In 1872, at the age of 16, Booker decided to pursue a college education. He wanted to become a teacher. The Hampton Institute of Virginia educated former slaves, but it was 300 miles away. So Booker walked or hitched rides on trains all the way across his home state, stopping periodically to work for food. He arrived at Hampton filthy, thin, and with only 50 cents to his name.
The teacher took one look at Booker and told him he could not afford to pay tuition. When Booker refused to leave, the teacher returned with a broom and told him to clean one of the classrooms. Booker scrubbed, swept, and washed for hours until the classroom was spotless. The teacher hired Booker as on the spot. He would be the school janitor, allowed to attend classes in his spare time.
In 1875, Booker graduated from Hampton and soon began to teach at the school. He gained a reputation for discipline and hard work, and in 1881 he was invited to head a new school dedicated to training black teachers. This school would be located in the deep south, in Alabama. It would be called the Tuskegee Institute.
Tuskegee became Booker's lifework. He organized the school on the principle of self-reliance. Students were required to clean classrooms, raise crops and animals for food, and construct new buildings, learning practical trades and skills in the process. In exchange, they were taught academic subjects in science and the arts. Prominent black scientists like George Washington Carver were recruited as faculty, giving Tuskegee a reputation for excellence in research and challenging the myth that blacks were intellectually inferior to whites.
As Tuskegee evolved, "Jim Crow" laws came into effect throughout the Southern US, separating blacks from whites. Black people were prevented from voting and forced out of white-owned businesses and public spaces. To protect his school, Booker T. Washington issued the "Atlanta Compromise" speech in 1895 in which he very controversially urged black people to accept segregation and instead focus on building wealth through job skills. Only economic power, Washington expressed, could effectively weaken racism in America. In this stance, he betrays a long-tail view that the profound social ills engendered by the nation's centuries-long reliance on slavery would take decades to unwind.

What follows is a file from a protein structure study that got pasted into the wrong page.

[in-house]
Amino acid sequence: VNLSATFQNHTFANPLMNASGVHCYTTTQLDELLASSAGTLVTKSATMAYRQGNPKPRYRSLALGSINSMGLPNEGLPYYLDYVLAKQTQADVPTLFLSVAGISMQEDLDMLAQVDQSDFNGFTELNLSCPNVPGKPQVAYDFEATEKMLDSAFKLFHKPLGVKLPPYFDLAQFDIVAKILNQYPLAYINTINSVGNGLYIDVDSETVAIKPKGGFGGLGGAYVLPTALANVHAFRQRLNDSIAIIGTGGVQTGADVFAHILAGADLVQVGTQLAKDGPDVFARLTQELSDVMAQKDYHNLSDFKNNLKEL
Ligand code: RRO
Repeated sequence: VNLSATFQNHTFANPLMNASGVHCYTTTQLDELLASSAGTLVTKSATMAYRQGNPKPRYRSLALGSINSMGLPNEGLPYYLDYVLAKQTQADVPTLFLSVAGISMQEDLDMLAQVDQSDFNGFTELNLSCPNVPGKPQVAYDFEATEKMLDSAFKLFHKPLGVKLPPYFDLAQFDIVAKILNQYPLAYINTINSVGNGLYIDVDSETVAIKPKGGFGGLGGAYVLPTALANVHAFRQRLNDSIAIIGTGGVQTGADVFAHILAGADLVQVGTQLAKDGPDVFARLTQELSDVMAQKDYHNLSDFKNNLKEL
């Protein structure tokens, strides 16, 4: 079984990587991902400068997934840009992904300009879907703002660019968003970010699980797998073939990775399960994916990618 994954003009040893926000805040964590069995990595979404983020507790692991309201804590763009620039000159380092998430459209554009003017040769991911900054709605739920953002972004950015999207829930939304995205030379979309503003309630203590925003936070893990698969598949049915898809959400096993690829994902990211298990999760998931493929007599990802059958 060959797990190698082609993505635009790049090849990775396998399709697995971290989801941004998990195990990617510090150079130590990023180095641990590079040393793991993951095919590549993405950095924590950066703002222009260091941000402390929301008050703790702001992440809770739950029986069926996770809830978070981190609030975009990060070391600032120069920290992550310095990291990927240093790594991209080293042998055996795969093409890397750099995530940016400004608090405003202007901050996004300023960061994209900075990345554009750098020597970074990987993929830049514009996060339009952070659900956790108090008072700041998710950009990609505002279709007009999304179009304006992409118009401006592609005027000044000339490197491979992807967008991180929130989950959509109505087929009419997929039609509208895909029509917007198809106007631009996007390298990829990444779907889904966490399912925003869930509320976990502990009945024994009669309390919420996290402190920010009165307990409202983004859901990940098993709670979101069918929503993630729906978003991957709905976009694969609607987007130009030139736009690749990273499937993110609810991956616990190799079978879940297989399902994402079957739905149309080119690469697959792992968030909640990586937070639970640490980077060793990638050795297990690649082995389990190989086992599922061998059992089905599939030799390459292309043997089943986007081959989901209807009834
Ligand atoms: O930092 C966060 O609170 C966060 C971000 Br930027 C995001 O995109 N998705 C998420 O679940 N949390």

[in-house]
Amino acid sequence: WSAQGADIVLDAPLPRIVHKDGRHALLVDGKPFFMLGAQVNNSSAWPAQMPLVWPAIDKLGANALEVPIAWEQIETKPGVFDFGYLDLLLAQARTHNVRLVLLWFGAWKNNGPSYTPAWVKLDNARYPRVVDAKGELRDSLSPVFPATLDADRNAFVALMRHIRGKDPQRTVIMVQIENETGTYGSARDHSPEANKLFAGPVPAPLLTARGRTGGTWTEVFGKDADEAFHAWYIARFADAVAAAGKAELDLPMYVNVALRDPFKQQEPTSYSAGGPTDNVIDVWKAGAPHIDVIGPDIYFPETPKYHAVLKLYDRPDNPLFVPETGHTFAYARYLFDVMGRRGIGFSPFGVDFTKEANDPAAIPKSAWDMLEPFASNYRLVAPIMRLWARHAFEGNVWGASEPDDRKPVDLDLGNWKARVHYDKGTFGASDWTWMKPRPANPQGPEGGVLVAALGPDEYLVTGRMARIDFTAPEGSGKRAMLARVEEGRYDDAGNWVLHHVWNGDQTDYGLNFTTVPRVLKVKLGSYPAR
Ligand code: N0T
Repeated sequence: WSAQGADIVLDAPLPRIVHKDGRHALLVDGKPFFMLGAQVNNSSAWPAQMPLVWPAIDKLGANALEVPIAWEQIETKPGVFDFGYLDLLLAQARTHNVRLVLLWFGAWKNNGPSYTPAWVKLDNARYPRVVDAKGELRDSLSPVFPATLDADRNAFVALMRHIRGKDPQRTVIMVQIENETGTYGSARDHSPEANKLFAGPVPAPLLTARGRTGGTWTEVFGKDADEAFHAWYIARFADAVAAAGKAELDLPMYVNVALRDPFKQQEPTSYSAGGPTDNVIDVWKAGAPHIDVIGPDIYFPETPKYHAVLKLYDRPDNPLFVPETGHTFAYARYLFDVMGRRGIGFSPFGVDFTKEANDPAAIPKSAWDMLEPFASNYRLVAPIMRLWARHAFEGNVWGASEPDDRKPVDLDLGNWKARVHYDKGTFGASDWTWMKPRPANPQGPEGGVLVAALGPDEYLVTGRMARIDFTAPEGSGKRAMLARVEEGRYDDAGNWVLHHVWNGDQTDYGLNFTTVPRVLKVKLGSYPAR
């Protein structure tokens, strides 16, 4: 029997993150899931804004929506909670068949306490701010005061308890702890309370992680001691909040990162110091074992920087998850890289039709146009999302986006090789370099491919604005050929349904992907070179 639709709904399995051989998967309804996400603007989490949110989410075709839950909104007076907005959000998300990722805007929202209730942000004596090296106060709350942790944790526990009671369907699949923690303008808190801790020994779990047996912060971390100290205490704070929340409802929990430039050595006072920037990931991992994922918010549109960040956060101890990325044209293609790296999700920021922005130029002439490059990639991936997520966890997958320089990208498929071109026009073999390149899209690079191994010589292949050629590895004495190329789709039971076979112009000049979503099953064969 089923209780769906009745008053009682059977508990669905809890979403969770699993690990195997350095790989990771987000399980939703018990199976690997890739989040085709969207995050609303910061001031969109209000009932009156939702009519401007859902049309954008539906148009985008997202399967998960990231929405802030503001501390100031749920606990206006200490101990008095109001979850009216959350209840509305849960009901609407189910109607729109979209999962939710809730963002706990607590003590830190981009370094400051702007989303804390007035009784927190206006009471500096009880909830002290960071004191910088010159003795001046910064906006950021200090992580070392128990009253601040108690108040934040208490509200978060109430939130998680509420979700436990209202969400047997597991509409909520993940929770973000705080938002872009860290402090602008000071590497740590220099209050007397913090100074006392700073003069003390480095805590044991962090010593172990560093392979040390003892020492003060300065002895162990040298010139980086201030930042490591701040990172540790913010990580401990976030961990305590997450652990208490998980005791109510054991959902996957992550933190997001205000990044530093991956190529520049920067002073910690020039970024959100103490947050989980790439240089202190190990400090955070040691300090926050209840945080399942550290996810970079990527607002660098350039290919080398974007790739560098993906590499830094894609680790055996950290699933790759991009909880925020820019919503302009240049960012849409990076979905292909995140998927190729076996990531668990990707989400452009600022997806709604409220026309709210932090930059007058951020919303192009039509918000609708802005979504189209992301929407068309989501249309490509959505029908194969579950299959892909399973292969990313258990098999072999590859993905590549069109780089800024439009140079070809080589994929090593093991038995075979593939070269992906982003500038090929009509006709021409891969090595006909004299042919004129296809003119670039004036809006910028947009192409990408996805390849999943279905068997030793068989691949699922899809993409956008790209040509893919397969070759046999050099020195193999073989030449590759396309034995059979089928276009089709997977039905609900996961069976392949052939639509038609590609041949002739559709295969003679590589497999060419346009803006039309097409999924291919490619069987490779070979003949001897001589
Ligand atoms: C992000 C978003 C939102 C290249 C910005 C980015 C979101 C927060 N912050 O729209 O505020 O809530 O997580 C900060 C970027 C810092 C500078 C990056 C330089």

Washington's compromise kept his school open. Northern white industrialists, happy with his non-confrontational politics, donated millions of dollars to Tuskegee.
However, his advocacy of segregation would alienate the younger black generation, especially a Howard University graduate named W.E.B. Dubois. Dubois claimed that only a direct confrontation with segregation could end Jim Crow.
Ultimately, Tuskegee trained thousands of black teachers under the shadow of Jim Crow, while many other schools failed to prosper. Fast forward another half century and you find many Tuskegee graduates at the front lines of the Civil Rights movement and founding projects to empower black people.
Booker T. Washington died in 1915, but the legacy he left behind at Tuskegee continued to grow and expand. During World War II, the school trained black aviators who became known as the "Tuskegee Airmen," helping to bring attention to the contributions African-Americans made to the war effort. Tuskegee came to symbolize black achievement and professionalism. It remains today a university of higher education dedicated to preparing talented students of color.
Born a slave, Booker T. Washington rose out of poverty to became an educator, author, orator, and advisor to presidents. He was the dominant leader in the African-American community through his adult life, mastering the nuances of 19th century politics so that he might pave the way to a more just society for all US citizens, but especially blacks. His long-term goal was to end the disenfranchisement of the vast majority of African Americans, particularly in the deeply racist deep South of his youth. For all these reasons, as well as for his clear grit and courage, we are honored to call Booker T. Washington a Time Traveler Tours #HistoryHero during Black History Month 2018.